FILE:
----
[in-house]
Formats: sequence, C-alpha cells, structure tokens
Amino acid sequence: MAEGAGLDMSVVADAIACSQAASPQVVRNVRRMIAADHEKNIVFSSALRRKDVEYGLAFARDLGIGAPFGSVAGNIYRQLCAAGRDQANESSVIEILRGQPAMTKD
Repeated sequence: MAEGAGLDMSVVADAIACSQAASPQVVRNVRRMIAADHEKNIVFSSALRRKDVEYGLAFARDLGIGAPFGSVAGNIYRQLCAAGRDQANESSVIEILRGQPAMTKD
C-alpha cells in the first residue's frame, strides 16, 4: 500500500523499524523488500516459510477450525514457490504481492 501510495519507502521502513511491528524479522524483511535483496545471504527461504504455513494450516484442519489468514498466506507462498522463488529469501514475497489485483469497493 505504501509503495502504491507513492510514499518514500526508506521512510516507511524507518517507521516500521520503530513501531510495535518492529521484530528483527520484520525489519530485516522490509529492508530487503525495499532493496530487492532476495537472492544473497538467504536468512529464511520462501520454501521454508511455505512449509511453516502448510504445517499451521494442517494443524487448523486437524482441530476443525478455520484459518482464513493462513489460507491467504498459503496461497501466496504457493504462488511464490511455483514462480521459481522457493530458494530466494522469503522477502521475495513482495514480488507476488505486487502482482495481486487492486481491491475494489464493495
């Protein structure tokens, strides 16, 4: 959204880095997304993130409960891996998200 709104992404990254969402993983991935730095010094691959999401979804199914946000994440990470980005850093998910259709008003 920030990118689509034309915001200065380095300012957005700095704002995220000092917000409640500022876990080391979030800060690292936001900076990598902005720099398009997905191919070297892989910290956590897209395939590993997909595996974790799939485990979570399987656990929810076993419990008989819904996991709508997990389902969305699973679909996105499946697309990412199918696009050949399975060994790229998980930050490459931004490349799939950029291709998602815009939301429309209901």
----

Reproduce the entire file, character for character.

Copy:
[in-house]
Formats: sequence, C-alpha cells, structure tokens
Amino acid sequence: MAEGAGLDMSVVADAIACSQAASPQVVRNVRRMIAADHEKNIVFSSALRRKDVEYGLAFARDLGIGAPFGSVAGNIYRQLCAAGRDQANESSVIEILRGQPAMTKD
Repeated sequence: MAEGAGLDMSVVADAIACSQAASPQVVRNVRRMIAADHEKNIVFSSALRRKDVEYGLAFARDLGIGAPFGSVAGNIYRQLCAAGRDQANESSVIEILRGQPAMTKD
C-alpha cells in the first residue's frame, strides 16, 4: 500500500523499524523488500516459510477450525514457490504481492 501510495519507502521502513511491528524479522524483511535483496545471504527461504504455513494450516484442519489468514498466506507462498522463488529469501514475497489485483469497493 505504501509503495502504491507513492510514499518514500526508506521512510516507511524507518517507521516500521520503530513501531510495535518492529521484530528483527520484520525489519530485516522490509529492508530487503525495499532493496530487492532476495537472492544473497538467504536468512529464511520462501520454501521454508511455505512449509511453516502448510504445517499451521494442517494443524487448523486437524482441530476443525478455520484459518482464513493462513489460507491467504498459503496461497501466496504457493504462488511464490511455483514462480521459481522457493530458494530466494522469503522477502521475495513482495514480488507476488505486487502482482495481486487492486481491491475494489464493495
């Protein structure tokens, strides 16, 4: 959204880095997304993130409960891996998200 709104992404990254969402993983991935730095010094691959999401979804199914946000994440990470980005850093998910259709008003 920030990118689509034309915001200065380095300012957005700095704002995220000092917000409640500022876990080391979030800060690292936001900076990598902005720099398009997905191919070297892989910290956590897209395939590993997909595996974790799939485990979570399987656990929810076993419990008989819904996991709508997990389902969305699973679909996105499946697309990412199918696009050949399975060994790229998980930050490459931004490349799939950029291709998602815009939301429309209901």